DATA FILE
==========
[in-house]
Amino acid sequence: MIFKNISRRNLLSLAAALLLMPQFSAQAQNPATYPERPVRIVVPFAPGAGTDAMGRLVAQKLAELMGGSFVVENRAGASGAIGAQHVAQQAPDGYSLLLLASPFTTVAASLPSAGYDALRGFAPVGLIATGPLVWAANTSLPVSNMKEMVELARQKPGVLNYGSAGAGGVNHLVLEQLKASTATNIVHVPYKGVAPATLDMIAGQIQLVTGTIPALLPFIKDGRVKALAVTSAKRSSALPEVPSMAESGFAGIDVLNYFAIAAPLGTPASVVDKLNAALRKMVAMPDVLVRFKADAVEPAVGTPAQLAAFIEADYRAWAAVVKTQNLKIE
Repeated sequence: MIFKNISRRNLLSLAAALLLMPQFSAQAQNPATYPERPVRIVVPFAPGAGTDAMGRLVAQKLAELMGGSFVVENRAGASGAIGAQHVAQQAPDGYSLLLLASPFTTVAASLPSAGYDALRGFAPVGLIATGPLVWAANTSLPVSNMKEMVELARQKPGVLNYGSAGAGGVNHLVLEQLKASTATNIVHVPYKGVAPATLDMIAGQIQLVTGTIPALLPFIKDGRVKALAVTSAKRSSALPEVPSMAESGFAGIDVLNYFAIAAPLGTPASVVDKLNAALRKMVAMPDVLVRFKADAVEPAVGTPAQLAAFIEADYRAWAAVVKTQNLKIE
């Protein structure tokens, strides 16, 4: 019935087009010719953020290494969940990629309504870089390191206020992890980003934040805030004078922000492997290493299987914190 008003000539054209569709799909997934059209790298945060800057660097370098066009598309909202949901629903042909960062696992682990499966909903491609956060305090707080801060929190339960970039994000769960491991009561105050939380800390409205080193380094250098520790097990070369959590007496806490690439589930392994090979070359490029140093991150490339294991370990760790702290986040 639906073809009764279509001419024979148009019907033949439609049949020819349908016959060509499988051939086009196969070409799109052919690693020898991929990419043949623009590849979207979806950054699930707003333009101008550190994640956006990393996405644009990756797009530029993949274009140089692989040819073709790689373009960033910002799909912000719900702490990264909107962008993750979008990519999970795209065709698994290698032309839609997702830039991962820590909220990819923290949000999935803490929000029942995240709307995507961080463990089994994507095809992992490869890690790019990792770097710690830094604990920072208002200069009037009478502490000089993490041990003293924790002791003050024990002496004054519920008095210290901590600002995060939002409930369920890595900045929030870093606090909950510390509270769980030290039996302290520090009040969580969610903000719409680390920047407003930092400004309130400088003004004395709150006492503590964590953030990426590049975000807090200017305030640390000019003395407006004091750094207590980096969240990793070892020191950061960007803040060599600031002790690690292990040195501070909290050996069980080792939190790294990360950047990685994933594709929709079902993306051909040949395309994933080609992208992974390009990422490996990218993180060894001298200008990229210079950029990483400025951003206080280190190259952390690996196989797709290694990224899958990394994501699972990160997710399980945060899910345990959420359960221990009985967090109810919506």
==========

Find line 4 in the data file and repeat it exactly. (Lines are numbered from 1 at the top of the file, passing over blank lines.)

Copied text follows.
């Protein structure tokens, strides 16, 4: 019935087009010719953020290494969940990629309504870089390191206020992890980003934040805030004078922000492997290493299987914190 008003000539054209569709799909997934059209790298945060800057660097370098066009598309909202949901629903042909960062696992682990499966909903491609956060305090707080801060929190339960970039994000769960491991009561105050939380800390409205080193380094250098520790097990070369959590007496806490690439589930392994090979070359490029140093991150490339294991370990760790702290986040 639906073809009764279509001419024979148009019907033949439609049949020819349908016959060509499988051939086009196969070409799109052919690693020898991929990419043949623009590849979207979806950054699930707003333009101008550190994640956006990393996405644009990756797009530029993949274009140089692989040819073709790689373009960033910002799909912000719900702490990264909107962008993750979008990519999970795209065709698994290698032309839609997702830039991962820590909220990819923290949000999935803490929000029942995240709307995507961080463990089994994507095809992992490869890690790019990792770097710690830094604990920072208002200069009037009478502490000089993490041990003293924790002791003050024990002496004054519920008095210290901590600002995060939002409930369920890595900045929030870093606090909950510390509270769980030290039996302290520090009040969580969610903000719409680390920047407003930092400004309130400088003004004395709150006492503590964590953030990426590049975000807090200017305030640390000019003395407006004091750094207590980096969240990793070892020191950061960007803040060599600031002790690690292990040195501070909290050996069980080792939190790294990360950047990685994933594709929709079902993306051909040949395309994933080609992208992974390009990422490996990218993180060894001298200008990229210079950029990483400025951003206080280190190259952390690996196989797709290694990224899958990394994501699972990160997710399980945060899910345990959420359960221990009985967090109810919506």